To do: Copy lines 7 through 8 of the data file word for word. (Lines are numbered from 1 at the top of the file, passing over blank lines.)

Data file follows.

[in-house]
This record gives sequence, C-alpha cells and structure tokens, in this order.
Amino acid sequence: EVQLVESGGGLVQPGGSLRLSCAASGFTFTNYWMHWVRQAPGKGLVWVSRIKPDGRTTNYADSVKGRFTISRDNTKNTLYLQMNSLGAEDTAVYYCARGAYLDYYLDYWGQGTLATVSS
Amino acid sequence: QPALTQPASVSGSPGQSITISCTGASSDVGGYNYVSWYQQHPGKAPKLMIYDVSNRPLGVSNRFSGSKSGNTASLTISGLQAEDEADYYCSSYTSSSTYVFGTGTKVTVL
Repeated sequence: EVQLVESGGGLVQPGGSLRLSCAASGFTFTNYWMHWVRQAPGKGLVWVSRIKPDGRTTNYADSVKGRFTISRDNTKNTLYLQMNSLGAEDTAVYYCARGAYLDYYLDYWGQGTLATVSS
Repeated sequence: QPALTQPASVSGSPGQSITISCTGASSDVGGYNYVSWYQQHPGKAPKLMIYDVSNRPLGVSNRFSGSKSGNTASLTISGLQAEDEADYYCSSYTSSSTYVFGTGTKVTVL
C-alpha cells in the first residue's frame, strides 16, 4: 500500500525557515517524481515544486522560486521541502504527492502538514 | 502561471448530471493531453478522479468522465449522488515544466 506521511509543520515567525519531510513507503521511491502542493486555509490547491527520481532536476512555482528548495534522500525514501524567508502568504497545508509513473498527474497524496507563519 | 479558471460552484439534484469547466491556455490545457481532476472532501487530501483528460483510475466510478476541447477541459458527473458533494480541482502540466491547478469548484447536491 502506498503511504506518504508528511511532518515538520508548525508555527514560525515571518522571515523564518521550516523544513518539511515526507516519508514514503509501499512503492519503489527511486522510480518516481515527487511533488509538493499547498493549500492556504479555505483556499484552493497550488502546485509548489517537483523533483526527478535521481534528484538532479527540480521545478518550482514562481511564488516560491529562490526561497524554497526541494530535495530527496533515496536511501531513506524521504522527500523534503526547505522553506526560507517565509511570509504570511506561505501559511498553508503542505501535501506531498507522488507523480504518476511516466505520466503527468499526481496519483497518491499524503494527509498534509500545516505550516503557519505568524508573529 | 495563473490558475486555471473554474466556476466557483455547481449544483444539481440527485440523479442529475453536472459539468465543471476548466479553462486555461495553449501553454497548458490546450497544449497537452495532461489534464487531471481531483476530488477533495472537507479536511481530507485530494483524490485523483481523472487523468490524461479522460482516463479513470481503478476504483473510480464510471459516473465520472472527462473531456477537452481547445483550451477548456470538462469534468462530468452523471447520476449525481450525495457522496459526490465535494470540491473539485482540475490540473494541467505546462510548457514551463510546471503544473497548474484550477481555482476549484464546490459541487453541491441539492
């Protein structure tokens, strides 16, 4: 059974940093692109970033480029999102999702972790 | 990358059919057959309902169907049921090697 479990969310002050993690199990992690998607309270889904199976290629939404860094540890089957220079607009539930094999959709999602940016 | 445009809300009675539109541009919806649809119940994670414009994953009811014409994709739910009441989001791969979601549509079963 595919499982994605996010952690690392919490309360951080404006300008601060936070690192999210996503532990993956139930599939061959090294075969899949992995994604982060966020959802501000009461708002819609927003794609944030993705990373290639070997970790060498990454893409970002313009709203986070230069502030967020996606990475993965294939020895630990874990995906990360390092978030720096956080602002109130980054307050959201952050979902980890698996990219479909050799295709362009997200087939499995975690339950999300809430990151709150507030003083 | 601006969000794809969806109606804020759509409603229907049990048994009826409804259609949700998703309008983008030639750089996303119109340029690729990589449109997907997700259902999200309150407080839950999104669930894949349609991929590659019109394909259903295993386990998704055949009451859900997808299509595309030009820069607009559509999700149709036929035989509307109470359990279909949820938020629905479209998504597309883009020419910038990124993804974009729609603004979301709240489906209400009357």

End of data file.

C-alpha cells in the first residue's frame, strides 16, 4: 500500500525557515517524481515544486522560486521541502504527492502538514 | 502561471448530471493531453478522479468522465449522488515544466 506521511509543520515567525519531510513507503521511491502542493486555509490547491527520481532536476512555482528548495534522500525514501524567508502568504497545508509513473498527474497524496507563519 | 479558471460552484439534484469547466491556455490545457481532476472532501487530501483528460483510475466510478476541447477541459458527473458533494480541482502540466491547478469548484447536491 502506498503511504506518504508528511511532518515538520508548525508555527514560525515571518522571515523564518521550516523544513518539511515526507516519508514514503509501499512503492519503489527511486522510480518516481515527487511533488509538493499547498493549500492556504479555505483556499484552493497550488502546485509548489517537483523533483526527478535521481534528484538532479527540480521545478518550482514562481511564488516560491529562490526561497524554497526541494530535495530527496533515496536511501531513506524521504522527500523534503526547505522553506526560507517565509511570509504570511506561505501559511498553508503542505501535501506531498507522488507523480504518476511516466505520466503527468499526481496519483497518491499524503494527509498534509500545516505550516503557519505568524508573529 | 495563473490558475486555471473554474466556476466557483455547481449544483444539481440527485440523479442529475453536472459539468465543471476548466479553462486555461495553449501553454497548458490546450497544449497537452495532461489534464487531471481531483476530488477533495472537507479536511481530507485530494483524490485523483481523472487523468490524461479522460482516463479513470481503478476504483473510480464510471459516473465520472472527462473531456477537452481547445483550451477548456470538462469534468462530468452523471447520476449525481450525495457522496459526490465535494470540491473539485482540475490540473494541467505546462510548457514551463510546471503544473497548474484550477481555482476549484464546490459541487453541491441539492
């Protein structure tokens, strides 16, 4: 059974940093692109970033480029999102999702972790 | 990358059919057959309902169907049921090697 479990969310002050993690199990992690998607309270889904199976290629939404860094540890089957220079607009539930094999959709999602940016 | 445009809300009675539109541009919806649809119940994670414009994953009811014409994709739910009441989001791969979601549509079963 595919499982994605996010952690690392919490309360951080404006300008601060936070690192999210996503532990993956139930599939061959090294075969899949992995994604982060966020959802501000009461708002819609927003794609944030993705990373290639070997970790060498990454893409970002313009709203986070230069502030967020996606990475993965294939020895630990874990995906990360390092978030720096956080602002109130980054307050959201952050979902980890698996990219479909050799295709362009997200087939499995975690339950999300809430990151709150507030003083 | 601006969000794809969806109606804020759509409603229907049990048994009826409804259609949700998703309008983008030639750089996303119109340029690729990589449109997907997700259902999200309150407080839950999104669930894949349609991929590659019109394909259903295993386990998704055949009451859900997808299509595309030009820069607009559509999700149709036929035989509307109470359990279909949820938020629905479209998504597309883009020419910038990124993804974009729609603004979301709240489906209400009357």